Martin, J.N. and Nakayama, T.K., 2010. Intercultural communication in contexts.

Neuliep, J.W., 2017. Intercultural communication: A contextual approach. Sage Publications.

Neuliep, J.W., 2017. Intercultural communication: A contextual approach. UK: Sage Publications.

Penbek, Ş., Yurdakul Şahin, D. and Cerit, A.G., 2012. Intercultural communication competence: A study about the intercultural sensitivity of university students based on their education and international experiences. International Journal of Logistics Systems and Management11(2), pp.232-252.

Perry, L.B. and Southwell, L., 2011. Developing intercultural understanding and skills: Models and approaches. Intercultural Education22(6), pp.453-466.

Rönnberg, J., Lunner, T., Zekveld, A., Sörqvist, P., Danielsson, H., Lyxell, B., Dahlström, Ö., Signoret, C., Stenfelt, S., Pichora-Fuller, M.K. and Rudner, M., 2013. The Ease of Language Understanding (ELU) model: theoretical, empirical, and clinical advances. Frontiers in systems neuroscience7, p.31.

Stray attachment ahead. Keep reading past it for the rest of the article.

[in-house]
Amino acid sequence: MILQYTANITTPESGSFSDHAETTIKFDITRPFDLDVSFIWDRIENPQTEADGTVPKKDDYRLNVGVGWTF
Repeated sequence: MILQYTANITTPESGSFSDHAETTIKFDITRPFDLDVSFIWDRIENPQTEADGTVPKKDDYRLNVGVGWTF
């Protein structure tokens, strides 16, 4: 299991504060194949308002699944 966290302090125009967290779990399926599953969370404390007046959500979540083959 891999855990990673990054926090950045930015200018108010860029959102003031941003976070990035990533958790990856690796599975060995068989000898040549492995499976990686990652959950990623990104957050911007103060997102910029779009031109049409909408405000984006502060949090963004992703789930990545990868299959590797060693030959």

Rost, M. and Candlin, C.N., 2014. Listening in language learning. Routledge.

Samovar, L.A., Porter, R.E., McDaniel, E.R. and Roy, C.S., 2014. Intercultural communication: A reader. Cengage Learning.

Sidelinger, R.J. and Bolen, D.M., 2015. Compulsive communication in the classroom: Is the talkaholic teacher a misbehaving instructor?. Western Journal of Communication79(2), pp.174-196.

Wolvin, A.D., 2010. Listening engagement: Intersecting theoretical perspectives. Listening and human communication in the 21st century, pp.7-30.

Woottipong, K., 2014. Effect of using video materials in the teaching of listening skills for university students. International Journal of Linguistics6(4), p.200.

Yoshida, T., Yashiro, K. and Suzuki, Y., 2013. Intercultural communication skills: What Japanese businesses today need. International Journal of Intercultural Relations37(1), pp.72-85.

Zou, B., 2013. Teachers’ support in using computers for developing students’ listening and speaking skills in pre-sessional English courses. Computer Assisted Language Learning26(1), pp.83-99.